Take alcohol, for example. In rough times, some people imbibe less, while others find some solace in the bottle. "When there are stressful times, some people will respond by drinking more as a way of coping," says C. David Dooley, professor of psychology and social behavior at UC Irvine. And other people, in an effort to retain their jobs or save money, cut back. Dooley says this has been documented in several of his studies, in which he uses large-scale survey data asking about employment security and drinking habits.
And just because heart disease overall goes down when times are bad, individuals have the power to go either way. Some people worry their way into a heart attack, and it's there that a tweak in attitude could make all the difference. Instead of just fretting when watching coworkers get pink slips, they might opt to start straightening up their own act -- figuring that a workplace that tolerated bad personal habits in good times might be more choosy when budgets get tight.
People could, theoretically, minimize the effect of economic stress on their hearts, says Merz of Cedars-Sinai. It's the usual advice: Exercise more. Eat better. Relax. Meditate. Save some money by quitting smoking.
And public support for the effort would help. "If we actually played our cards right, put bike racks all over the city, helped people be more physically active, we could mobilize this [economic downturn] for the country and make it good for the heart," Merz says.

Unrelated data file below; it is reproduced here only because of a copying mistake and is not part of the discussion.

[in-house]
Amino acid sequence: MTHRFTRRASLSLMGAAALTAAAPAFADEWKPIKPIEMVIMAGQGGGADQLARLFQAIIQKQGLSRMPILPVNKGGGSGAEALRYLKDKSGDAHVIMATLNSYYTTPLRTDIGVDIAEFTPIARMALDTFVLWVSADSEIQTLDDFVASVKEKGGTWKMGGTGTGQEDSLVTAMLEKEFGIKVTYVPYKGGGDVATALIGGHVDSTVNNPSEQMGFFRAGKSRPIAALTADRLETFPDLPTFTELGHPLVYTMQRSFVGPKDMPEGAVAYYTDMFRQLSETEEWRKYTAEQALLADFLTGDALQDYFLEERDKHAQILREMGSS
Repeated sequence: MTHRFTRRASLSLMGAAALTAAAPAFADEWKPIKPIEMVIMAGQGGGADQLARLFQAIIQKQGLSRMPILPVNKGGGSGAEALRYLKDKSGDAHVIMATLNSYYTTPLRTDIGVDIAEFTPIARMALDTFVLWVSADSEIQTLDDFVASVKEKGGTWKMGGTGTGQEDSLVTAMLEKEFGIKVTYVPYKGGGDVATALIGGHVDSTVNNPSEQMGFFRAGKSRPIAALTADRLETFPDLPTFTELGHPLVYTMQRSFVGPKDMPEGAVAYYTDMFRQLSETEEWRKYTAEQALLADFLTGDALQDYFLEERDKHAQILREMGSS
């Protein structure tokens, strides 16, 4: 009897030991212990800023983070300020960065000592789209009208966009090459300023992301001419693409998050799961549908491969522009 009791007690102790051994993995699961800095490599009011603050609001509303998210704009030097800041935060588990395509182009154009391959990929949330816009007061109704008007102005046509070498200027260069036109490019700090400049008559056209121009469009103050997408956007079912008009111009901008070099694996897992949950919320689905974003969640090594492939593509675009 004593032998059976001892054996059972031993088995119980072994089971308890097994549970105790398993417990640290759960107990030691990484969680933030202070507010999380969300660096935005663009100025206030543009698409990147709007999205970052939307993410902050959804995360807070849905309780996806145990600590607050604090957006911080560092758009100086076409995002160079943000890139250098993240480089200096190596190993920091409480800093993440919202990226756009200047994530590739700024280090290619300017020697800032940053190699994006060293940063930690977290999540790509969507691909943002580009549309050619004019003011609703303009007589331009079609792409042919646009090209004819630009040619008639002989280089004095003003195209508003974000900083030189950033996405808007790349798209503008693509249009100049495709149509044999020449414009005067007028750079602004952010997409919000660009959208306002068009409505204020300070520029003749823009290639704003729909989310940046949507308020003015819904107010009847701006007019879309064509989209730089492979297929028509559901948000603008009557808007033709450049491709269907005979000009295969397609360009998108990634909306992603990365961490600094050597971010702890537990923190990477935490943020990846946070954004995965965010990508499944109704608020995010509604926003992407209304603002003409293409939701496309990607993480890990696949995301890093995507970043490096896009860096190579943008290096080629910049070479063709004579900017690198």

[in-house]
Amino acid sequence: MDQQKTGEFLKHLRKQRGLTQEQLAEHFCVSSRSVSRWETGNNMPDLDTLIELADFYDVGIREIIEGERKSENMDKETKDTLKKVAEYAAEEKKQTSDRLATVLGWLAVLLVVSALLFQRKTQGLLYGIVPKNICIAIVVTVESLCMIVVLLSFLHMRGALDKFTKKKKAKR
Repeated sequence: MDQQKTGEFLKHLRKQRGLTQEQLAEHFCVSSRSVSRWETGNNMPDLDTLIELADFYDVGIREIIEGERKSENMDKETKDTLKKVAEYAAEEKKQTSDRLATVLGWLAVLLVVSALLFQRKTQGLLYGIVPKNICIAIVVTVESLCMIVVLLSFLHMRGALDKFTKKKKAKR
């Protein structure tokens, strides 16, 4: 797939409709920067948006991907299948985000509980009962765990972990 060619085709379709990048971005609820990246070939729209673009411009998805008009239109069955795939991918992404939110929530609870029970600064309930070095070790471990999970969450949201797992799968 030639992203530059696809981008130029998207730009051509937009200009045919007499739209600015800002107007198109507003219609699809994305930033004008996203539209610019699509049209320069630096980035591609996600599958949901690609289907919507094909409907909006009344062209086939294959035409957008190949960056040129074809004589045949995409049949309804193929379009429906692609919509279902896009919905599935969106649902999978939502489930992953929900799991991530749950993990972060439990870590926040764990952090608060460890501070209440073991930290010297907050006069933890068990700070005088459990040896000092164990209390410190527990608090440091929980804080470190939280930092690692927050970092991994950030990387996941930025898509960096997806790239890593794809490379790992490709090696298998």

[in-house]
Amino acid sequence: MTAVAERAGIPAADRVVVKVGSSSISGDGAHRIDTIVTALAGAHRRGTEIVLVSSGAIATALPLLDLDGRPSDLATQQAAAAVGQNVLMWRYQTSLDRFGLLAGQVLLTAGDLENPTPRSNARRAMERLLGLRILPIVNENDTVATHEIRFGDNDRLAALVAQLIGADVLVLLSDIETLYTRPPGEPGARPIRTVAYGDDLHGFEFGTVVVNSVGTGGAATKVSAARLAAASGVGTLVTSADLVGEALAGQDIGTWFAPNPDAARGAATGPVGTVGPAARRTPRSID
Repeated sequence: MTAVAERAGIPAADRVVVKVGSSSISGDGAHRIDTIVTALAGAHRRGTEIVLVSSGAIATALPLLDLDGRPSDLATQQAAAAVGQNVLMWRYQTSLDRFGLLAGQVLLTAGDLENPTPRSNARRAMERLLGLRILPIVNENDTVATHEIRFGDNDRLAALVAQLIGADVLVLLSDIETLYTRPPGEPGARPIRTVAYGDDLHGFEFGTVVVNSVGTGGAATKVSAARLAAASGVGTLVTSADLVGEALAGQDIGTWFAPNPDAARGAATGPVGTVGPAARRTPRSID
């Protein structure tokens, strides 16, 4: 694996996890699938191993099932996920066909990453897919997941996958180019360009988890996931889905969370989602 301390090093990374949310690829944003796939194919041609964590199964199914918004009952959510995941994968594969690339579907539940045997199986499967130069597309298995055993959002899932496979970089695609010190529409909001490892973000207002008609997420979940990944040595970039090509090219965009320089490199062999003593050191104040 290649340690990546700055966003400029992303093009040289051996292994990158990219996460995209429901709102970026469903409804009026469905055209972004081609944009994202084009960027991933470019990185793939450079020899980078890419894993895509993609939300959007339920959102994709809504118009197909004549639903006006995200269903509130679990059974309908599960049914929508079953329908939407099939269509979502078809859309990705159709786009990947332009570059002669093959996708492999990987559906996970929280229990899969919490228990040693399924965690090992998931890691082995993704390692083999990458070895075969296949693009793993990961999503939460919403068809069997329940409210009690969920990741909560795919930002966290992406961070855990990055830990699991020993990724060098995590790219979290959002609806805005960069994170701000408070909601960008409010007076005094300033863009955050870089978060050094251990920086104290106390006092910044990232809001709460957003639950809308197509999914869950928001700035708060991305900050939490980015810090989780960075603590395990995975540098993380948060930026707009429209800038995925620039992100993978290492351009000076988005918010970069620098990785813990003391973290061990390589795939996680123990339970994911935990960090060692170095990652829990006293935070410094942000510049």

It's no surprise, Ruhm says, that when human-resources staffers give advice to the people they're about to lay off, they don't talk only about buffing up the old resume.
"One of the things they'll tell you is to eat well and exercise. And if you feel better physically, you'll feel better mentally," he says. "One of the possible things going on is that when times are bad, people are actively doing those things to protect their health."
Ruhm's findings have been duplicated by others. For example, Eric Neumayer, a London economist studying the people of Germany, found lower rates of heart disease, stroke, pneumonia, influenza and motor vehicle accidents during recessions.
Still, Ruhm's findings remain controversial. Catalano, the UC Berkeley economist, doesn't buy all of it. "I think the evidence is that the net effect of a bad economy is that health gets worse," he says.
Catalano's body of research shows that hard times affect pregnancy in the same way that a hurricane or a flood does -- which is to say, negatively. And he's found that the least controversial result from research on a bad economy and health is that mental health declines (see related stories).
"It depends on which illness you're studying," he says. Stress from any source is linked to a lot of bad health outcomes, including high blood pressure and depression. "Some part of the population is getting sicker," he says
But even skeptics agree on a few positive effects of a downturn. People who hang onto their jobs when unemployment goes up start drinking less and fighting less and take fewer risks -- probably in an attempt to remake themselves into ideal employees. "They find ways to cover themselves," Catalano says. "They come to work every day. They drink less because they don't want to be absent."
In other words, they start behaving better. It can serve them well.
During economic downturns, not all the health news is good. Mental health suffers, and so does reproduction. Page 5